The Best Lie

Nearing the end of a long sectional weekend, I was convinced to play two rounds of the Sunday Swiss on a team with Zach Brescoll, Jean Davis, Brad McKeown, and Dave Cantor. The team had played very well all day, and I came in for the last two rounds, given that I had two of the best volunteers I could ask for at the helm in the kitchen.

Usually at least once per session, there is just no good bid for a hand I hold. Whether it is an opening hand, a responding hand, a competitive auction, an invitational hand, or one of many other types of bidding problems, sometimes you just have to fib. In situations like this, I like to approach the menu of options (possible bids) and use process of elimination to determine the best lie. I try to figure out my partner’s worst- and best-case scenario bids, and go from there.

One such hand came up in the final round. I hadn’t kept a close eye on the scores, but I was pretty sure this match would decide our fate in, perhaps, the top five finishers of the day. It was the second or third board of the round, and I pick up the following:

Screen Shot 2018-09-16 at 1.54.54 PM.png

It was a decent enough 15-count, albeit with a singleton honor. I always like to plan ahead to my next bid, so I started envisioning the possible auctions. The toughest situation to accommodate would be opening 1♣, and hearing 1♠ from my partner. The hand is not strong enough to bid 2 as that’d be a reverse. I don’t want to rebid 2♠ with only three of them, nor do I want to rebid 2♣ with only 5 of them, and not great ones at that.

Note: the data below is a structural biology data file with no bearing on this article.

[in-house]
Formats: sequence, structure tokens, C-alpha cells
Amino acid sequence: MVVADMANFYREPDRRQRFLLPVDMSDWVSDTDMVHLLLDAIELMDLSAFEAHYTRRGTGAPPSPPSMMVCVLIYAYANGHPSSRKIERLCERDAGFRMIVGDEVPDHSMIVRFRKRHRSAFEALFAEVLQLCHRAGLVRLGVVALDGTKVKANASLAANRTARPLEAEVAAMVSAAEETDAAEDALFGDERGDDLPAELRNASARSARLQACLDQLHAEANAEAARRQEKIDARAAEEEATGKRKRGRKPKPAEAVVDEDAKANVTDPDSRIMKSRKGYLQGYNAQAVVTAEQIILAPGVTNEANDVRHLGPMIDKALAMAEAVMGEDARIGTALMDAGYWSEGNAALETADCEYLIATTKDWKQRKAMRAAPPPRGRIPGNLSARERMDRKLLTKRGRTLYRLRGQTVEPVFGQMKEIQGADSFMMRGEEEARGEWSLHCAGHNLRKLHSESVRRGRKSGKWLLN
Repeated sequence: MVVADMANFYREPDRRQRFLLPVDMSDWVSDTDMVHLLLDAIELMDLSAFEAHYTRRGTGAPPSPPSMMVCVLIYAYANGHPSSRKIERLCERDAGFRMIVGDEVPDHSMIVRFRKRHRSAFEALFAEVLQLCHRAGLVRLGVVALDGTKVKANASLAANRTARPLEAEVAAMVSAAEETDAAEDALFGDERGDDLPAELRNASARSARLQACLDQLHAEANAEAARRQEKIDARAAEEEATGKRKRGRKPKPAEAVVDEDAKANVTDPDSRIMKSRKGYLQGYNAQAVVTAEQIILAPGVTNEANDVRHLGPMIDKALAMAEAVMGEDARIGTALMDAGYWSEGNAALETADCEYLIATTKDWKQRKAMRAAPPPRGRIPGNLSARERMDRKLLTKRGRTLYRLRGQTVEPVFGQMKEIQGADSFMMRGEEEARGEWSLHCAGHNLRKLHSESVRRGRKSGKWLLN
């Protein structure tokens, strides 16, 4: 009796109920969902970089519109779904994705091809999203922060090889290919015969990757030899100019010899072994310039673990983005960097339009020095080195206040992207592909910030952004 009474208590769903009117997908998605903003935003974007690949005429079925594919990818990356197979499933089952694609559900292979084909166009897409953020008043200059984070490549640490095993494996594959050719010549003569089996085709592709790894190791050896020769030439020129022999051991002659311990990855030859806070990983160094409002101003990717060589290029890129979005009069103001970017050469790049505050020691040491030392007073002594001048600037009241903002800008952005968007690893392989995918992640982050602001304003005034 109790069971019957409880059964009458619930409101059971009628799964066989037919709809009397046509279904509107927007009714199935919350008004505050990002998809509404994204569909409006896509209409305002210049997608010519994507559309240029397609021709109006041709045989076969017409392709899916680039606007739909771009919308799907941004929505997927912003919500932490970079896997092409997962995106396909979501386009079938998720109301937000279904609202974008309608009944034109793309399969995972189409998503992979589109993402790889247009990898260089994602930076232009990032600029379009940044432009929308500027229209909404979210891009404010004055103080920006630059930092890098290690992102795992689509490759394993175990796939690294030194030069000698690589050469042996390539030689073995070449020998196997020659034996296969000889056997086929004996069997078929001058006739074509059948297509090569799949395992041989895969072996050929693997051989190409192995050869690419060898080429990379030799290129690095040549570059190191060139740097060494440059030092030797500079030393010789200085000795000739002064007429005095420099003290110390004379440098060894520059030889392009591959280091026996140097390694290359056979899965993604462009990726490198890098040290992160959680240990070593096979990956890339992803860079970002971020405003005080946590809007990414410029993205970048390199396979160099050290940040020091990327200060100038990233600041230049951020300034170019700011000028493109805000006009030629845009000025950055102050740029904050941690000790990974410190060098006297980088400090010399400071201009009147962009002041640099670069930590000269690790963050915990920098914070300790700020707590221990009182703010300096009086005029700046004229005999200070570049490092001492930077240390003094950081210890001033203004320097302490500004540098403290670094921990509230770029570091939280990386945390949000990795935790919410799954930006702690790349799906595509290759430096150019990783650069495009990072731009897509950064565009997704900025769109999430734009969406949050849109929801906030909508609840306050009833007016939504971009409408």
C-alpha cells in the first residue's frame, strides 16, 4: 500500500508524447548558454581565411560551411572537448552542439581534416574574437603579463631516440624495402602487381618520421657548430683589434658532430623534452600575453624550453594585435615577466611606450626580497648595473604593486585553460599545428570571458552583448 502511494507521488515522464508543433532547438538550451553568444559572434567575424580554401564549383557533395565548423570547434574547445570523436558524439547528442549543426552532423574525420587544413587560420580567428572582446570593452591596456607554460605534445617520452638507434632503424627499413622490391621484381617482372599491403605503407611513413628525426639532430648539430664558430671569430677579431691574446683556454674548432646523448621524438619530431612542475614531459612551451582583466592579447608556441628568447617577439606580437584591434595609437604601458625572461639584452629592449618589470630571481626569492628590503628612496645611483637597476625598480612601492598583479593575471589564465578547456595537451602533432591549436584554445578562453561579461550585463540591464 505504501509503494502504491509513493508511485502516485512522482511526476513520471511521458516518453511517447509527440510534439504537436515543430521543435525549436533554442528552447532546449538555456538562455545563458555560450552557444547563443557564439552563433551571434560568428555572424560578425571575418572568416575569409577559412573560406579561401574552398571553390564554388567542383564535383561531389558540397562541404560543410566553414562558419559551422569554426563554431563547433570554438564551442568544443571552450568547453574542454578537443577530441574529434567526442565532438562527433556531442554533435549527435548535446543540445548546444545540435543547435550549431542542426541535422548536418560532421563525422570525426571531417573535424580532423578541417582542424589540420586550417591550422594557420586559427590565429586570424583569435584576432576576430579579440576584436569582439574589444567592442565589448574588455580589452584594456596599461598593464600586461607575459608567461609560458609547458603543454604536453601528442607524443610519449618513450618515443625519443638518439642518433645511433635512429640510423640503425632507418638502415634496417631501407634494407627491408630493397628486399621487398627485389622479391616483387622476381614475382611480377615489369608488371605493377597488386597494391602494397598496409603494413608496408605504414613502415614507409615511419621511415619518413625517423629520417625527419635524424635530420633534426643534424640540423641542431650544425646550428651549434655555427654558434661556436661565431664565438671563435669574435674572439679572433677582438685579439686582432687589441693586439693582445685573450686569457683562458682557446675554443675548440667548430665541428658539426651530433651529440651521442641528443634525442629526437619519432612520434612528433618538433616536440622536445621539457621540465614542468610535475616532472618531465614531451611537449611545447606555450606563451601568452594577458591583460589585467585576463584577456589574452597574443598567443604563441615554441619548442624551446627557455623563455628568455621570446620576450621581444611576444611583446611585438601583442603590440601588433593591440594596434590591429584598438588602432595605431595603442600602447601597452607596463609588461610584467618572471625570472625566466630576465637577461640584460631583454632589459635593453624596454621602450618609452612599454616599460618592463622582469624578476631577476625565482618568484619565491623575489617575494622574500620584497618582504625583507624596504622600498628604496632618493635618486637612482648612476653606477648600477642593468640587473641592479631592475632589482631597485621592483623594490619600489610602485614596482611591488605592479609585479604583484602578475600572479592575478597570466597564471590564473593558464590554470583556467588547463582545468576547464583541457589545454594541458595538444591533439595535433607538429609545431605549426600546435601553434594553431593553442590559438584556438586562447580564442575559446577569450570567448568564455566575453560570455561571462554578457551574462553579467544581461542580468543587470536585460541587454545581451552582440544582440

With that in mind, expand your menu and think about what you might open this hand, with the notion of the “best lie” in mind.

So, we don’t like any of our options after opening 1♣. What if we think outside the box, and consider opening 1NT?

The obvious flaw is the singleton. But, seeing as it is (A) an honor, and (B) in a minor, we will never end up in less than a 7-card fit (worst case scenario is parter transfers to diamonds), and we have something at least resembling a stopper if the opponents lead it against a NT contract.

On a hand like this, I think 1NT is the best lie as to what to open. The ACBL recently relaxed their policy on this, and now you can, by agreement with partner, open 1NT with a singleton honor in any suit. But, we like to reserve this for the really tricky, “problem” hands as above – the hands that are hard to describe later.

The auction got much more interesting even after I decided to open 1NT: My partner bid Stayman, I responded 2♥, and then he JUMPED to 3♠. We play this as artificial, showing shortness somewhere, with a heart fit, and slam interest. I cooperated in the investigation for slam by showing a club control. Knowing I had the ♣K was enough for partner – he asked me for keycarded, then landed us in 6. Trumps split 3-2, and diamonds split 4-2, which allowed me to set up the diamond suit and call it a day.

There is nothing to say that we wouldn’t have gotten to slam had I opened 1♣, but the slam was not reached after they opened 1♣ at the other table, so who knows what would happen in that parallel universe. Here is the full deal and auction below:

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